It’s sad anytime a church closes, and there may be a time of mourning over what you lost. In addition to not having a place to go each week, the friends you’re used to seeing typically scatter and end up at various churches. So, in addition to losing your church home, you’ve also lost your church family.

When this happens it’s time to find a new spiritual community and make a new church home.

Change Churches If You’re Called to Do a New Thing

Sometimes one church will start another one. It may be a satellite location or planting an independent church. You may be part of the launch team. Though this could be a short-term responsibility, it’s usually a long-term commitment.

Another scenario occurs if God calls you (that is, the Holy Spirit prompts you) to move to a different area and help start a new church. Whether in name or in function, this is being a missionary. Leaving one church as a missionary is an obvious time when it’s appropriate to change churches.

Change Churches If Jesus Isn’t Part of It

Jesus is central to Christianity, and he must be part of every church that bears his name. If you go to a church that has pushed Jesus aside or fails to acknowledge him and what he did for us, then question if it’s truly a Christian church. A church without Jesus is a church that doesn’t warrant your attention. If Jesus isn’t there, you probably shouldn’t be there either. It’s time to change churches.

Change Churches If Your Present Church Is Hindering Your Faith

This one is harder to define, but sometimes we may find ourselves in a church that is so misaligned with who we are and where we are in our walk with Jesus, that it gnaws at our soul. Persevering in that environment pulls us away from God and threatens to derail our faith. I would never encourage anyone to persist in a church community that is damaging their relationship with God. If this happens, it’s time to find a new church community. Seek one will help you draw near to God and encourage you in your faith.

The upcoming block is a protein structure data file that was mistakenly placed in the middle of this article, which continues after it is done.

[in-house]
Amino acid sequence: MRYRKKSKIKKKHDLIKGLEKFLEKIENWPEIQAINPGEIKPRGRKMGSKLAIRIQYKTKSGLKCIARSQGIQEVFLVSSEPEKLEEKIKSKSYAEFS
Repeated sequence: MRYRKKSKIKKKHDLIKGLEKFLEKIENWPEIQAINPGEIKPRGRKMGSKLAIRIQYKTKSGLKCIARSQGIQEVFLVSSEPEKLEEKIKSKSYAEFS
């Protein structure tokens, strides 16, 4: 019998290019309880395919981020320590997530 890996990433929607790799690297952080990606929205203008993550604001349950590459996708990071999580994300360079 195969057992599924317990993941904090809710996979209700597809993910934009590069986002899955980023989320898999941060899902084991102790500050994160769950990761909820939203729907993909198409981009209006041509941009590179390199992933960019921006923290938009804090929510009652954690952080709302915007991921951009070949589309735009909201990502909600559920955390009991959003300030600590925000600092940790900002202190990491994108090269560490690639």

Are There Other Times to Change Churches?

What about other beliefs? Christianity is filled with various viewpoints on faith and theology. If Jesus remains the core, I encourage us to accept one another for our other differences in belief and practice. Yes, some people view these differences as heretical, but I don’t think Jesus does. Based on what he prayed in the Bible (John 17:20-26), I know that he wants us to get along, to remain united, and to act as one. Leaving one church because we disagree with an element or two of their religious platform is a bad reason to leave.

Of the eight times I’ve change churches four were because of moving and one was for a church plant. The other three were more dubious. The first was because I was bored, the second was because our kids weren’t plugged in, and the third was to fulfill my deep desire to go to church in my community, with my neighbors, and worship with my family. The first was selfish—though I did meet my future wife there—while the other two were more laudable, even though they fall outside my list of five reasons to change churches. Leaving one church because we disagree with an element or two of their religious platform is a bad reason to leave. Click To Tweet

This implies there may be a sixth reason to change churches, but it’s one that’s hard to define. Its subjective. And any time something is subjective it means that our emotions can replace logic, which allows us the latitude to make about any determination we want. And usually that decision leads us to change churches even though we probably shouldn’t.